Tag Archive | "customer service"

EFG Companies Hits Trifecta at the Stevie Awards Once Again

DALLAS – EFG Companies, the innovator behind the award-winning Hyundai Assurance program, announced today that the company was recognized at the 10th Annual Stevie® Awards for Sales and Customer Service, a feature of the American Business AwardsSM, the USA’s top business awards program. This marks the second year running that EFG has won awards in three categories, including:

  • A Gold award in Business Development Achievement of the Year;
  • A Silver award in Sales Consulting Practice of the Year; and,
  • A Bronze award in Contact Center of the Year (Up to 100 Seats).

Last year, EFG won Stevie awards in three categories:

  • Contact Center of the Year (Up to 100 Seats)
  • Field Sales Team of the Year
  • Business Development Achievement of the Year

“These awards signify EFG’s continued efforts to set a high bar in the consumer protection product industry for client engagement and overall customer experience,” said John Pappanastos, President and CEO, EFG Companies. “At EFG, we take pride in operating as an extension of our clients’ management teams to achieve industry leading results. We believe that longevity and success is ultimately measured by a simple premise: keeping a promise to a customer when they need it most.”

Momentum in Service Excellence

In the past year, EFG Companies has received 9 national awards in recognition of results the company has driven for its clients, and for the overall experience it delivers to contract holders every day. The company’s most notable awards and recognitions include:

  • Dallas Morning News Top 100
  • F&I and Showroom Magazine Dealer of the Year Award for EFG client, Davis-Moore
  • One of first hundred companies in the US to achieve Consumer Credit Compliance Certification from the National Association of Automotive Finance
  • Powersports Business Nifty 50 Product Award winner
  • SubPrime Auto Finance News Top 125 Most Influential Firms

EFG was the first product provider whose dealer services field team was 100% AFIP certified, and the only product provider to receive a Center of Excellence certification by Benchmark Portal – a designation that less than 10% of companies achieve. EFG is also the only provider to be awarded the ASE Blue Seal of Excellence, and more than 90% of the company’s adjusters are ASE certified with an average of 15 years of experience. In its most recent client satisfaction survey, EFG’s net promoter score ranked higher than USAA Banking and Insurance, Nordstrom, Apple iPhone and Laptop, with 92% of its dealers noting a high likelihood to recommend EFG to another dealer.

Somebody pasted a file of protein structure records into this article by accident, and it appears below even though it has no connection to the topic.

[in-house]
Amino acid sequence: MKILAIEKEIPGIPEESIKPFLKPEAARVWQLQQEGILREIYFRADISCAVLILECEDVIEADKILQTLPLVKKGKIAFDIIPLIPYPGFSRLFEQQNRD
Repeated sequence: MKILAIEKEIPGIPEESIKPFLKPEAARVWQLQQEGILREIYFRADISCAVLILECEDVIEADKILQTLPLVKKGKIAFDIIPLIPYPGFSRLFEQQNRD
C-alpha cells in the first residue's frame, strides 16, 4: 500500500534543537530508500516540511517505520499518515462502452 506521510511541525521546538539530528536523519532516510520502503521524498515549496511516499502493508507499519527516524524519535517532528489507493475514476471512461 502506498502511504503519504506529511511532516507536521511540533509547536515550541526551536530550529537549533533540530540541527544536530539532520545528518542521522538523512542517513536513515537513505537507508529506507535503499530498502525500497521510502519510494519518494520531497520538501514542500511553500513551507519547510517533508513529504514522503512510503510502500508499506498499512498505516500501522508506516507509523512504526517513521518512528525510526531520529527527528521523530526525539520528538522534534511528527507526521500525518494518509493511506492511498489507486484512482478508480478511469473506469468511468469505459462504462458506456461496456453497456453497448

For close to 40 years, EFG has developed products to protect consumers from the risks associated with costly vehicle mechanical breakdowns. As a product administrator, EFG provides innovative solutions to drive higher profitability and customer satisfaction for auto manufacturers, retail automotive dealerships, lenders, and property and casualty insurance agents. EFG surrounds its clients with an engagement model that incorporates a broad array of marketing and training services to facilitate the compliant and successful sales of consumer protection products.

Stevie Awards Set the Bar on Customer Focus

“The Stevie Awards for Sales & Customer Service continues to be the fastest-growing of our international awards programs,” said Michael Gallagher, president and founder of the Stevie Awards. “The sheer number of nominations is matched by the increasing quality of those nominations. We congratulate all of this year’s Finalists.”

More than 2,100 nominations from organizations of all sizes and in virtually every industry were evaluated in this year’s competition, an increase of 11% over 2015. Entries were considered in 59 categories for customer service and contact center achievements; 51 categories for sales and business development achievements; and, categories to recognize new products and services and solution providers.